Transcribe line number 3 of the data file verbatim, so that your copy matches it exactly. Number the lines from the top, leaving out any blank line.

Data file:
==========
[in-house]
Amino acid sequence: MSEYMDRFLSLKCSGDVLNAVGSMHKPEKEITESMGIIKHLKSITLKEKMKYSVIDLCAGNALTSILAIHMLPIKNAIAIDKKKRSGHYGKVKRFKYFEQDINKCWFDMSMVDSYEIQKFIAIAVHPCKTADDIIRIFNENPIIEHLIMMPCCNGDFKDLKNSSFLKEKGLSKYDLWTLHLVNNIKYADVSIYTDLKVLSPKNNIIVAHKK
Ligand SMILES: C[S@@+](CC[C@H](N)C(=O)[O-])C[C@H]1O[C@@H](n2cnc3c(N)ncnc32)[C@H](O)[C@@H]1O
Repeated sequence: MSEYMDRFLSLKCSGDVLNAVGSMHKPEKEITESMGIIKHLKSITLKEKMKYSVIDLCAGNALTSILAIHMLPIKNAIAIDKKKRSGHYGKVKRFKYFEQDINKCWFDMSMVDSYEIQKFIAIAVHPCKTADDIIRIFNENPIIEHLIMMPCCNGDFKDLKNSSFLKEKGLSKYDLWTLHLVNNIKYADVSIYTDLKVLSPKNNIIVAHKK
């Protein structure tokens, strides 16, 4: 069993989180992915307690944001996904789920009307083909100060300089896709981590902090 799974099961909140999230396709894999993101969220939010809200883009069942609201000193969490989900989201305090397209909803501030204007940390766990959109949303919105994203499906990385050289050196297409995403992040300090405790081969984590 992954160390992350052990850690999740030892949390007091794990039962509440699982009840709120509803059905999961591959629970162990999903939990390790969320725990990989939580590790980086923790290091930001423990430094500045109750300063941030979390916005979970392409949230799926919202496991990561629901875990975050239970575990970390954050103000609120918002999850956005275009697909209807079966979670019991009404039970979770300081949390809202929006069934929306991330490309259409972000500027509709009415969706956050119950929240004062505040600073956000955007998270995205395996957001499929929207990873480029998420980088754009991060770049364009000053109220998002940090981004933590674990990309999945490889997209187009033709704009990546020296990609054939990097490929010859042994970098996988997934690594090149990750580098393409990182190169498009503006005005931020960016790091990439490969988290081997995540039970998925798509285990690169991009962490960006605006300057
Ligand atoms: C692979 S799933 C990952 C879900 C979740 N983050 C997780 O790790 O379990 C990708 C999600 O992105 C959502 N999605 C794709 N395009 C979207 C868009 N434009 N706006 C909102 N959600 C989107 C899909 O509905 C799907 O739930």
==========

Ligand SMILES: C[S@@+](CC[C@H](N)C(=O)[O-])C[C@H]1O[C@@H](n2cnc3c(N)ncnc32)[C@H](O)[C@@H]1O